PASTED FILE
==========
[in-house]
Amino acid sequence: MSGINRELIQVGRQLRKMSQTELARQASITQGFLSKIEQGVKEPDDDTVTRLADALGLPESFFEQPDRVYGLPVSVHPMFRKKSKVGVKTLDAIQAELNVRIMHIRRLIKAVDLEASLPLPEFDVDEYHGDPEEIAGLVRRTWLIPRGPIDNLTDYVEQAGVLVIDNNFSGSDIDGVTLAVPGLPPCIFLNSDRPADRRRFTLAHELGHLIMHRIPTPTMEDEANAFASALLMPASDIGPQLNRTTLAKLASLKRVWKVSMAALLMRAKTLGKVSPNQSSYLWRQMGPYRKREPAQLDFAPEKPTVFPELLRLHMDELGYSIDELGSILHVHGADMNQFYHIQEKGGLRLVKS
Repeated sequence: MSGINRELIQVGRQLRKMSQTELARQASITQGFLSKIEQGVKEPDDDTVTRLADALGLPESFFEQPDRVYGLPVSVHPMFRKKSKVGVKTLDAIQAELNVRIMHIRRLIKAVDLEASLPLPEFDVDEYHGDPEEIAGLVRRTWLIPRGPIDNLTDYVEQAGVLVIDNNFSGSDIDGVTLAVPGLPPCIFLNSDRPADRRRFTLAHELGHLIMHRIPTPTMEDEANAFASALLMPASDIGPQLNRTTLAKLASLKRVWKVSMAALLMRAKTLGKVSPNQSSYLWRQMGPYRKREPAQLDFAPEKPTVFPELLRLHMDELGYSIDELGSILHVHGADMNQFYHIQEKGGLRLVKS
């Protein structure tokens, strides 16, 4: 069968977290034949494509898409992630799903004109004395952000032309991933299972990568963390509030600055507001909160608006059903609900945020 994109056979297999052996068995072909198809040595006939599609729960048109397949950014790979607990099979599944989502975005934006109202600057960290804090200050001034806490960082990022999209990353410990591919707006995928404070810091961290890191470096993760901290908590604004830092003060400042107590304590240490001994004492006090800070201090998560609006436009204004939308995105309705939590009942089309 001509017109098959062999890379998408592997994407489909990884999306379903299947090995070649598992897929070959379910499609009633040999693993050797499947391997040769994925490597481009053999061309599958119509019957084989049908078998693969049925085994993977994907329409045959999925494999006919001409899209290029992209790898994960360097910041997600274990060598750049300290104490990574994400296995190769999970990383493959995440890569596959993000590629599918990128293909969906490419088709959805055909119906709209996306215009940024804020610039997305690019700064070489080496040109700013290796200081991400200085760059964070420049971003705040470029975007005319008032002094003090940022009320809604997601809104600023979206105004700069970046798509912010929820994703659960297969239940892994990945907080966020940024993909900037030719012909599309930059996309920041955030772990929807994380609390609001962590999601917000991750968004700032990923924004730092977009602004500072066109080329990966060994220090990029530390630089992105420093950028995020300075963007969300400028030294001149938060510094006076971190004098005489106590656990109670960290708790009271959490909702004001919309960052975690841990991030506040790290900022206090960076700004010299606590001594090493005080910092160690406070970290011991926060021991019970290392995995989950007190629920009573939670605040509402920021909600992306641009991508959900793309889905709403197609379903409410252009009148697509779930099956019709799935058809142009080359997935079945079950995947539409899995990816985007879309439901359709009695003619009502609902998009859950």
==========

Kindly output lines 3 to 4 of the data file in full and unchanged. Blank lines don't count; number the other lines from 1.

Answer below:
Repeated sequence: MSGINRELIQVGRQLRKMSQTELARQASITQGFLSKIEQGVKEPDDDTVTRLADALGLPESFFEQPDRVYGLPVSVHPMFRKKSKVGVKTLDAIQAELNVRIMHIRRLIKAVDLEASLPLPEFDVDEYHGDPEEIAGLVRRTWLIPRGPIDNLTDYVEQAGVLVIDNNFSGSDIDGVTLAVPGLPPCIFLNSDRPADRRRFTLAHELGHLIMHRIPTPTMEDEANAFASALLMPASDIGPQLNRTTLAKLASLKRVWKVSMAALLMRAKTLGKVSPNQSSYLWRQMGPYRKREPAQLDFAPEKPTVFPELLRLHMDELGYSIDELGSILHVHGADMNQFYHIQEKGGLRLVKS
């Protein structure tokens, strides 16, 4: 069968977290034949494509898409992630799903004109004395952000032309991933299972990568963390509030600055507001909160608006059903609900945020 994109056979297999052996068995072909198809040595006939599609729960048109397949950014790979607990099979599944989502975005934006109202600057960290804090200050001034806490960082990022999209990353410990591919707006995928404070810091961290890191470096993760901290908590604004830092003060400042107590304590240490001994004492006090800070201090998560609006436009204004939308995105309705939590009942089309 001509017109098959062999890379998408592997994407489909990884999306379903299947090995070649598992897929070959379910499609009633040999693993050797499947391997040769994925490597481009053999061309599958119509019957084989049908078998693969049925085994993977994907329409045959999925494999006919001409899209290029992209790898994960360097910041997600274990060598750049300290104490990574994400296995190769999970990383493959995440890569596959993000590629599918990128293909969906490419088709959805055909119906709209996306215009940024804020610039997305690019700064070489080496040109700013290796200081991400200085760059964070420049971003705040470029975007005319008032002094003090940022009320809604997601809104600023979206105004700069970046798509912010929820994703659960297969239940892994990945907080966020940024993909900037030719012909599309930059996309920041955030772990929807994380609390609001962590999601917000991750968004700032990923924004730092977009602004500072066109080329990966060994220090990029530390630089992105420093950028995020300075963007969300400028030294001149938060510094006076971190004098005489106590656990109670960290708790009271959490909702004001919309960052975690841990991030506040790290900022206090960076700004010299606590001594090493005080910092160690406070970290011991926060021991019970290392995995989950007190629920009573939670605040509402920021909600992306641009991508959900793309889905709403197609379903409410252009009148697509779930099956019709799935058809142009080359997935079945079950995947539409899995990816985007879309439901359709009695003619009502609902998009859950």